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Carpet Cost of Ownership
By: Doug Berjer

It’s a toss-up. While it does appear that more commercial facilities, including churches, are moving away from carpeted floors and installing different types of hard surface flooring, according to the well-respected Fredonia Group, which studies market trends, “Carpet and rug products will continue to remain locked in competition with hard surface flooring products such as ceramic and vinyl tile, hardwood flooring and laminates.”  

The reason why some building owners/managers select hard surface flooring is that they believe overall it is easier to clean and maintain. Plus, if comparing carpet to a typical resilient floor, such as vinyl tile, invariably the hard surface floor will be less costly than carpet. However, carpet has its benefits as well, and this is likely the reason for the “locked competition.”

Carpet offers certain benefits that apply specifically to church facilities, such as:

Acoustics: Carpet absorbs sounds.  In a sanctuary or similar auditorium setting, it keeps background noise to a minimum.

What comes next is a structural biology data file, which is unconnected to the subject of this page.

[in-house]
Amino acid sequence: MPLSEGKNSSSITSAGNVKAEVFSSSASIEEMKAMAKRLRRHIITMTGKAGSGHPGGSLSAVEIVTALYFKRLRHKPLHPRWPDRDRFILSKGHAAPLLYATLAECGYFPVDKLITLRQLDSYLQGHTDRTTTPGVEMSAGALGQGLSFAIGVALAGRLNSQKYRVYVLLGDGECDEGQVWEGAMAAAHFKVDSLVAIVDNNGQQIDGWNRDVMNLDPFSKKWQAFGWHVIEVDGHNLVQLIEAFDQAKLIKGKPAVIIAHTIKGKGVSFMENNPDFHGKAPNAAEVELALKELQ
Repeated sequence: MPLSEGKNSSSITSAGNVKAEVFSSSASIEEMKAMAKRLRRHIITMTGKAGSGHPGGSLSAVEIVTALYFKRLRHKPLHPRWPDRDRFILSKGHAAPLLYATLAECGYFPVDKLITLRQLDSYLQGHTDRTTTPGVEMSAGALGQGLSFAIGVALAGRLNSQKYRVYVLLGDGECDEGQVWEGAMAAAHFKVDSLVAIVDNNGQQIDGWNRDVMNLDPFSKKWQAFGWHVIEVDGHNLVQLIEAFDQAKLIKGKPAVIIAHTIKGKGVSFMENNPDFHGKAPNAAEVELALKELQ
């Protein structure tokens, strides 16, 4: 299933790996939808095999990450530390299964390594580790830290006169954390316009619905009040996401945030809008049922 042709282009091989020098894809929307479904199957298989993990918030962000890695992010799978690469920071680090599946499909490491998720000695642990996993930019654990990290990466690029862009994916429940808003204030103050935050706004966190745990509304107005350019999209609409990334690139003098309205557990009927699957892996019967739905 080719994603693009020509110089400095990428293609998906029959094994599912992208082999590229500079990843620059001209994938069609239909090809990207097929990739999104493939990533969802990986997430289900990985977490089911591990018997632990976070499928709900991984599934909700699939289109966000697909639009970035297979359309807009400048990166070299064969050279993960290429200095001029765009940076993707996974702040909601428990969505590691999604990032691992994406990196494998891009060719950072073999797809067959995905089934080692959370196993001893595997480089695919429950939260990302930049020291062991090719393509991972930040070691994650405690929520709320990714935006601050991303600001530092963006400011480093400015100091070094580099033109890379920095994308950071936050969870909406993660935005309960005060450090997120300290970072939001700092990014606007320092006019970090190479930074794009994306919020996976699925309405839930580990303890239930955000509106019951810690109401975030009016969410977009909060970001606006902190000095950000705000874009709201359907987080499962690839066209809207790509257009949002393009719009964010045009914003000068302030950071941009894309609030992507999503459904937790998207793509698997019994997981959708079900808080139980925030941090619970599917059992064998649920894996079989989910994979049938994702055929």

Energy savings: Carpet acts as a form of insulation. It minimizes the transfer of cold from below floor surfaces, which can reduce energy costs

Indoor air quality: Carpet absorbs dust, pollen and other particles, preventing them from becoming airborne. Studies have shown that people with asthma and allergy problems have seen symptoms improve with carpet, according to the Carpet and Rug Institute.

Appearance: While this is a subjective issue, especially in residential settings, most commercial locations believe carpeting improves the overall look, feel, and appearance of a facility.

Although carpet certainly does have its benefits, there is that old cost issue that can be a true stickler for most building owners/managers, especially church facilities on very tight capital budgets. (Capital investments, as used here, typically refer to building improvements differing from operating expenses, which are expenses that may be required to maintain the investment.) We can all agree that unless some type of marble, granite, or similar stone floor is being installed, a hard surface floor will likely be less expensive. However, is this true for the long-term, as well?